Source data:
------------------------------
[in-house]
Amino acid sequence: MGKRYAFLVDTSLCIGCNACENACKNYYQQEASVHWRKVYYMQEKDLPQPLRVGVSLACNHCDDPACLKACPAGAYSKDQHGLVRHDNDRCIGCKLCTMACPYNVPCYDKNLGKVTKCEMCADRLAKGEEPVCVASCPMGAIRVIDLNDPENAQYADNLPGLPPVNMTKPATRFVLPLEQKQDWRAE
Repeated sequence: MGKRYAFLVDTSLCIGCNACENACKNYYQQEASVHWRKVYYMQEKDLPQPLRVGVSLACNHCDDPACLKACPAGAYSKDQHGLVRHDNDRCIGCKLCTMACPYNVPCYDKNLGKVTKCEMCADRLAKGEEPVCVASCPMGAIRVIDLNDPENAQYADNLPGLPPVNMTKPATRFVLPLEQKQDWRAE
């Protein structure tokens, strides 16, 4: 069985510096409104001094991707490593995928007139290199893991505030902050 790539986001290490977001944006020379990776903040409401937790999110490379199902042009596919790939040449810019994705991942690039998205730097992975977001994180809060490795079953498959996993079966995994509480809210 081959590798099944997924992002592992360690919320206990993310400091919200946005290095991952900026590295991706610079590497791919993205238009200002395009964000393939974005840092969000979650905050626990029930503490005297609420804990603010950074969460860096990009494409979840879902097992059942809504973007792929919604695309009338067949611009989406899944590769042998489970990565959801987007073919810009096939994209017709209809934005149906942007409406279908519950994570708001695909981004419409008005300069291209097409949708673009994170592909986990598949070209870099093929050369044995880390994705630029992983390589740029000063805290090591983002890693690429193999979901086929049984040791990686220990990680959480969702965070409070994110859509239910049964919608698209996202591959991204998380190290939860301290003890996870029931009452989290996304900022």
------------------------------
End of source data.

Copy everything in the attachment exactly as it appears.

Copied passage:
[in-house]
Amino acid sequence: MGKRYAFLVDTSLCIGCNACENACKNYYQQEASVHWRKVYYMQEKDLPQPLRVGVSLACNHCDDPACLKACPAGAYSKDQHGLVRHDNDRCIGCKLCTMACPYNVPCYDKNLGKVTKCEMCADRLAKGEEPVCVASCPMGAIRVIDLNDPENAQYADNLPGLPPVNMTKPATRFVLPLEQKQDWRAE
Repeated sequence: MGKRYAFLVDTSLCIGCNACENACKNYYQQEASVHWRKVYYMQEKDLPQPLRVGVSLACNHCDDPACLKACPAGAYSKDQHGLVRHDNDRCIGCKLCTMACPYNVPCYDKNLGKVTKCEMCADRLAKGEEPVCVASCPMGAIRVIDLNDPENAQYADNLPGLPPVNMTKPATRFVLPLEQKQDWRAE
């Protein structure tokens, strides 16, 4: 069985510096409104001094991707490593995928007139290199893991505030902050 790539986001290490977001944006020379990776903040409401937790999110490379199902042009596919790939040449810019994705991942690039998205730097992975977001994180809060490795079953498959996993079966995994509480809210 081959590798099944997924992002592992360690919320206990993310400091919200946005290095991952900026590295991706610079590497791919993205238009200002395009964000393939974005840092969000979650905050626990029930503490005297609420804990603010950074969460860096990009494409979840879902097992059942809504973007792929919604695309009338067949611009989406899944590769042998489970990565959801987007073919810009096939994209017709209809934005149906942007409406279908519950994570708001695909981004419409008005300069291209097409949708673009994170592909986990598949070209870099093929050369044995880390994705630029992983390589740029000063805290090591983002890693690429193999979901086929049984040791990686220990990680959480969702965070409070994110859509239910049964919608698209996202591959991204998380190290939860301290003890996870029931009452989290996304900022």